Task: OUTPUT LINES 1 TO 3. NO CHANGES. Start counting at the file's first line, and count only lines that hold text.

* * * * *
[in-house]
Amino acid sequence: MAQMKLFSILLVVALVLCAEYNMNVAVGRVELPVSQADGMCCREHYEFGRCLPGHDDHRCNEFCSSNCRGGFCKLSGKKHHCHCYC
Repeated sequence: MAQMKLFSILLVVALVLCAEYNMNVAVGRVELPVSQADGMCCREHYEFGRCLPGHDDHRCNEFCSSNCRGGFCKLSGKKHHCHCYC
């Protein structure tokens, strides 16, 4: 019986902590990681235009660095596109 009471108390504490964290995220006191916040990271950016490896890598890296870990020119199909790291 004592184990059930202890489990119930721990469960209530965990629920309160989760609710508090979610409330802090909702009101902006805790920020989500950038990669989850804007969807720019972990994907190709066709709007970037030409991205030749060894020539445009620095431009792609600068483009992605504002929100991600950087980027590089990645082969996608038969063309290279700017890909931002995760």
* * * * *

[in-house]
Amino acid sequence: MAQMKLFSILLVVALVLCAEYNMNVAVGRVELPVSQADGMCCREHYEFGRCLPGHDDHRCNEFCSSNCRGGFCKLSGKKHHCHCYC
Repeated sequence: MAQMKLFSILLVVALVLCAEYNMNVAVGRVELPVSQADGMCCREHYEFGRCLPGHDDHRCNEFCSSNCRGGFCKLSGKKHHCHCYC